Job 1 (New Living Translation)
The author, date, and place of the Book of Job are all uncertain. But it is widely recognized that Job is one of the greatest books ever written — a masterpiece, a classic. It is terrifying and beautiful, tender and powerful. It addresses life’s deepest problem, the problem of evil, of suffering, of injustice in a world supposedly ruled by a good, compassionate, just God. Perhaps we can go into it recalling of a portion of C. S. Lewis’ The Lion, the Witch, and the Wardrobe: In chapter eight, as Mr. Beaver is trying to describe what Aslan is like, Susan jumps in to ask, “Is he—quite safe?”
We might ask the same question about Christ, and the answer we would like to hear might be something like, “Of course, coming to Christ will be perfectly safe.”
“Who said anything about safe?” Mr. Beaver replies. “Course he isn’t safe. But he’s good.”
Four chapters later when the group finally meets Aslan, Lewis’s narrator tells us, “But as for Aslan himself, the Beavers and the children didn’t know what to do or say when they saw him. People who have not been in Narnia sometimes think that a thing cannot be good and terrible at the same time.” Lewis provides this image of Aslan, who is both good and terrible at the same time, for Christians who may have an image of God that is out of balance.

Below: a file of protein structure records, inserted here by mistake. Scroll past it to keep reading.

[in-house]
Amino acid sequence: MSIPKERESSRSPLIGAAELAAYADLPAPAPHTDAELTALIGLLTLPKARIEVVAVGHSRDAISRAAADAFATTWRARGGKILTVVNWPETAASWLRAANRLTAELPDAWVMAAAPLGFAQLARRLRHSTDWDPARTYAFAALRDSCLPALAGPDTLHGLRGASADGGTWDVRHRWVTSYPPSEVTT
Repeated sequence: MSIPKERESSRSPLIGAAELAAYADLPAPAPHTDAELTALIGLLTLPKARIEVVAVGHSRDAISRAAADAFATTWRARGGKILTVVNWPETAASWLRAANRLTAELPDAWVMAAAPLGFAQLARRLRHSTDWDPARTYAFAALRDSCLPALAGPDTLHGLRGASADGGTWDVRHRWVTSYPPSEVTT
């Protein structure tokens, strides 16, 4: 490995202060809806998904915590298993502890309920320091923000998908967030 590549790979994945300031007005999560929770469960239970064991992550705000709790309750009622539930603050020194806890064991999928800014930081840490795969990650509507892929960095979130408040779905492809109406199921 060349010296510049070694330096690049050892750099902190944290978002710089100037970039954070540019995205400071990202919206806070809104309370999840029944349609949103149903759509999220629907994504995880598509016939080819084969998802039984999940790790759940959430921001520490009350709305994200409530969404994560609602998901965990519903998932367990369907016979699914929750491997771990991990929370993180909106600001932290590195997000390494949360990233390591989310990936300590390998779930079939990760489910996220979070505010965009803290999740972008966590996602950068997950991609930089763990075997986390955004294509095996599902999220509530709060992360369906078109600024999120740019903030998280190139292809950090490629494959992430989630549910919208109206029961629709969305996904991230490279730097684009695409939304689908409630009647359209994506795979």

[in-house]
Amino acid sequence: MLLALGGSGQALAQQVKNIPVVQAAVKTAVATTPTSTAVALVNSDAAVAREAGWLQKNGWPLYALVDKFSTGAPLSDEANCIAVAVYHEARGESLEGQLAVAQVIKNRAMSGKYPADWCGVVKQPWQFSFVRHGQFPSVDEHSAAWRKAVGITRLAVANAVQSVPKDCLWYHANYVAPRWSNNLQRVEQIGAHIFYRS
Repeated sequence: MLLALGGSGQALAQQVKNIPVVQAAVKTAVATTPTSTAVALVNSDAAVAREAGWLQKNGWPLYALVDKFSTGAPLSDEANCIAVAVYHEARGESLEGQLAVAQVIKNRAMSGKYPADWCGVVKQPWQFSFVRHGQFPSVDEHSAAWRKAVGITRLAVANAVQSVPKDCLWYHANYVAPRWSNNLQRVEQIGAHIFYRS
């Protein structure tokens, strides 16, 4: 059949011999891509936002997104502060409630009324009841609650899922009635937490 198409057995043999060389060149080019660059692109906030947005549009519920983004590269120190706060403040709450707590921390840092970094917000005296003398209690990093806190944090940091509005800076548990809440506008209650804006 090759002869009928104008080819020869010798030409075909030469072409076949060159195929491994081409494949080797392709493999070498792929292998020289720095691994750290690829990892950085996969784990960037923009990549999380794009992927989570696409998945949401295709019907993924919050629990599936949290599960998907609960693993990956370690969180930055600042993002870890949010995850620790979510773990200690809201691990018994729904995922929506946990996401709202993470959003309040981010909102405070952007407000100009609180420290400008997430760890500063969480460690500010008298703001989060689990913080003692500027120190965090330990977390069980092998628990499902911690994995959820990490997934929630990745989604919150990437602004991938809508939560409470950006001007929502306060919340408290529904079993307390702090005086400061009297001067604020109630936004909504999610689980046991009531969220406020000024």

Some may have a conception of a God who is only terrible, a God who is only fear-inspiring. They need to be reminded that God is also good and compassionate. Others may have an image of a God who is only safe and huggable. Lewis would remind them that the God of the universe is not just a larger version of their favorite grandparent.
Let us ask God to use this study of Job to give us a clearer vision of who God truly is — our Creator, Redeemer, and Counselor, who is neither “safe” nor “tame,” but always, always, wise and good.
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Chapters 1 – 3: Satan Questions God
The earthly stage: